Comparison of knee motion on Earth and in space: an observational study.

Department of Biomedical Engineering, Lerner Research Institute, Cleveland Clinic, Cleveland, OH, USA.
Journal of NeuroEngineering and Rehabilitation (Impact Factor: 2.57). 02/2006; 3:8. DOI: 10.1186/1743-0003-3-8
Source: PubMed

ABSTRACT Spaceflight has been shown to cause atrophy, reduced functional capacity, and increased fatigue in lower-limb skeletal muscles. The mechanisms of these losses are not fully understood but are thought to result, in part, from alteration in muscle usage.
Knee-joint angles and lower-extremity muscle activity were measured continually, via elecrogoniometry and surface electromyography respectively, from two subjects during entire working days of activity on Earth and onboard the International Space Station (ISS).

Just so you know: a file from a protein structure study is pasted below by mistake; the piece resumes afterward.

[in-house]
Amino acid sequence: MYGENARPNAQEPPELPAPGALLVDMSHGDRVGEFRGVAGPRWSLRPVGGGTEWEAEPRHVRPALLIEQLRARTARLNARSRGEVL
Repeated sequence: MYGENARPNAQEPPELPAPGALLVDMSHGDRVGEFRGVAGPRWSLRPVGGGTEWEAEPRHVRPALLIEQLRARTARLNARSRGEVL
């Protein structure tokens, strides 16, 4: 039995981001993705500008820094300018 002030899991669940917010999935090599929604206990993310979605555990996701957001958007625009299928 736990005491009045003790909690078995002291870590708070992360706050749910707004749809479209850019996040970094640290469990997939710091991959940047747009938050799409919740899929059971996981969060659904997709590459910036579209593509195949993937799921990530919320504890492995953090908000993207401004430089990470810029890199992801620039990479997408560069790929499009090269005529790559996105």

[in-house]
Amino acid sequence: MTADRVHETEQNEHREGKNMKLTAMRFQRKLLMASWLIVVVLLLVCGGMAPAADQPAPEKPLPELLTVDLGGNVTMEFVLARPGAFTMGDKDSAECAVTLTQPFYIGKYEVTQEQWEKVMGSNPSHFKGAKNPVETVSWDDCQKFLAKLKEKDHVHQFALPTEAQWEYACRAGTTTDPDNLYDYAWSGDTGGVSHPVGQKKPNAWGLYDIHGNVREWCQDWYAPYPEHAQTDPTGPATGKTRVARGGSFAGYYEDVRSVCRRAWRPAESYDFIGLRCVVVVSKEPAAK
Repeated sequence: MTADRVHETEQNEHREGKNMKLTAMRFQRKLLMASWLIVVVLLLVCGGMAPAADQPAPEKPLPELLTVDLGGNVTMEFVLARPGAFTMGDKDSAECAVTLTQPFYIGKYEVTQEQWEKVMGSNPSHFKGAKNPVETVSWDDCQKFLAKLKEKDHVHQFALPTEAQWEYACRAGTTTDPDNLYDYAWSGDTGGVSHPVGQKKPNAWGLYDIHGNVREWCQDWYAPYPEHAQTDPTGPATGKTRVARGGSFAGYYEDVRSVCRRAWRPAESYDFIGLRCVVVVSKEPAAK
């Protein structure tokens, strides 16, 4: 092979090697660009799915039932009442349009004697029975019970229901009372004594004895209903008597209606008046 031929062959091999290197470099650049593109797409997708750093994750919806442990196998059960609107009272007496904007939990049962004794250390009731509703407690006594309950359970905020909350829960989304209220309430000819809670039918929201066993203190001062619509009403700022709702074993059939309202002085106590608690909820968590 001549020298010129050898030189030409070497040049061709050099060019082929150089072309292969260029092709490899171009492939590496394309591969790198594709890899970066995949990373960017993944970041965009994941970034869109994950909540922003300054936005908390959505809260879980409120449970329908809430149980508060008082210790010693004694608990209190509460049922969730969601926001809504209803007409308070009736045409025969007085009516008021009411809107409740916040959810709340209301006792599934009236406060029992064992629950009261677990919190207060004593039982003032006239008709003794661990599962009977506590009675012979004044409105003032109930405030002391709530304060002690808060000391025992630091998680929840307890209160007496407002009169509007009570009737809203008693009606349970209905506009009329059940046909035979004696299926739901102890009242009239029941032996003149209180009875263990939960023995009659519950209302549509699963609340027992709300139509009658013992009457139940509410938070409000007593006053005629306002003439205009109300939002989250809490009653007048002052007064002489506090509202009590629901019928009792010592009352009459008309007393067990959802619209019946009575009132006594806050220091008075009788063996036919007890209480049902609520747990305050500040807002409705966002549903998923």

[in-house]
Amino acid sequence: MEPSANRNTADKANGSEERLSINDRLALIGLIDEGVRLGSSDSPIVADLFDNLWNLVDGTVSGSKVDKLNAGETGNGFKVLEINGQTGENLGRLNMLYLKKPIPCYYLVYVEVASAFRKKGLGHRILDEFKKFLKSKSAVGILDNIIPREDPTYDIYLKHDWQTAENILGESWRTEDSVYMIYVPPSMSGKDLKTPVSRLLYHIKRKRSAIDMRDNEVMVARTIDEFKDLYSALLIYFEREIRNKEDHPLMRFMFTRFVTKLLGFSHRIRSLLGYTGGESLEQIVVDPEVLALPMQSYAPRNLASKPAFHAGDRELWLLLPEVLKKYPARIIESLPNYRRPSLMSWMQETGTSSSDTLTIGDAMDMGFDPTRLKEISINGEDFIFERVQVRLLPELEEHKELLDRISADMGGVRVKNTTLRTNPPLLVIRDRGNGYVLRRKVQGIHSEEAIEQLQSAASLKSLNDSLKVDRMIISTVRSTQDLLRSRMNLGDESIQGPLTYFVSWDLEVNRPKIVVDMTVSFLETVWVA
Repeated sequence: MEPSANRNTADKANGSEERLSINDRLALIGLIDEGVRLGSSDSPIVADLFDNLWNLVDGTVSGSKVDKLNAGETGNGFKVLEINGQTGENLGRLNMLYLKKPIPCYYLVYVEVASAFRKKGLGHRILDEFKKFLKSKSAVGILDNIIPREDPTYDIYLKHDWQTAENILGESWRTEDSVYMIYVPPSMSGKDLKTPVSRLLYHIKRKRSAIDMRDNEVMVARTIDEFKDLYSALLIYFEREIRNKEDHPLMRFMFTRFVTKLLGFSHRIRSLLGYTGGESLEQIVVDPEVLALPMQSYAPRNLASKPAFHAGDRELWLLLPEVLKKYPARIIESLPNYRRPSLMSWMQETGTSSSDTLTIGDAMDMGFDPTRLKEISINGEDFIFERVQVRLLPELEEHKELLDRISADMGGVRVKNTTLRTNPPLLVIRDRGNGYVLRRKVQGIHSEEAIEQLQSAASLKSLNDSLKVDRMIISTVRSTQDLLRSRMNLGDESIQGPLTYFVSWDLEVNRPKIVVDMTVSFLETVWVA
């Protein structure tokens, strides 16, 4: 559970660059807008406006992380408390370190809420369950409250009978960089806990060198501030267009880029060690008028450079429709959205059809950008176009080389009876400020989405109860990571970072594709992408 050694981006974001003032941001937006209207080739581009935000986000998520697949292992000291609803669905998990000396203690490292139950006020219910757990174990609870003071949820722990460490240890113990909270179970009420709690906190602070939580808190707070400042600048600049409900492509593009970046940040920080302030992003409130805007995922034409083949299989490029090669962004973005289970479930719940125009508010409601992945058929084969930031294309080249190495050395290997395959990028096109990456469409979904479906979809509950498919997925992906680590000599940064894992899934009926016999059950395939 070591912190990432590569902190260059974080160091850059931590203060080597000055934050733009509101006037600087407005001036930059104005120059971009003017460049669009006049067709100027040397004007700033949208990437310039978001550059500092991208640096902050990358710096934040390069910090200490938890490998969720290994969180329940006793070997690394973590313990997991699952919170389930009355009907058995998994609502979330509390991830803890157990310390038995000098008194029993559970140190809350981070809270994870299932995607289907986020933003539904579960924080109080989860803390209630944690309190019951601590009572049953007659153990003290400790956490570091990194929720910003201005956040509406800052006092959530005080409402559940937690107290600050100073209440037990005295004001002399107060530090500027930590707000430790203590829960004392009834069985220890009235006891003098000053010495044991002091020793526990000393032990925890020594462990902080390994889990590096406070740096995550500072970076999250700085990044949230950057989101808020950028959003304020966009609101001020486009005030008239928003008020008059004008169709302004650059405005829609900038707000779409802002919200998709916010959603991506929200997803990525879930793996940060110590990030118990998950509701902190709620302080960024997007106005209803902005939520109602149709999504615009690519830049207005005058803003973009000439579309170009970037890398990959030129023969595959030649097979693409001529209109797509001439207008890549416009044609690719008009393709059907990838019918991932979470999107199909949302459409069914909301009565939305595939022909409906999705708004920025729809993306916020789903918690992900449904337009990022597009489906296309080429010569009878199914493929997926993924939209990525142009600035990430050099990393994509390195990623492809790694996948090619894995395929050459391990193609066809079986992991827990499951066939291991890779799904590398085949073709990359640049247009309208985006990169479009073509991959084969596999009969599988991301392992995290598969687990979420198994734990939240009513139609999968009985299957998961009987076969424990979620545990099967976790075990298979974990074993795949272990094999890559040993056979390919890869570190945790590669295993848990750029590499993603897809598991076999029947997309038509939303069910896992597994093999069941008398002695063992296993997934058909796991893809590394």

On Earth the distribution of angular positions of the knee was typically bimodal, with peaks of >75 degrees of flexion and in almost full extension (<15 degrees of flexion). However, on the ISS, a single peak in the mid-range of the available range of motion was seen. The knee joint was also moved through fewer excursions and the excursions were smaller in amplitude, resulting in a reduced span of angles traversed. The velocities of the excursions in space were lower than those used on Earth.
These results demonstrate that, in space, overall knee-joint motion is reduced, and there is a transformation in the type of muscle action compared to that seen on Earth, with more isometric action at the expense of concentric and particularly eccentric action.


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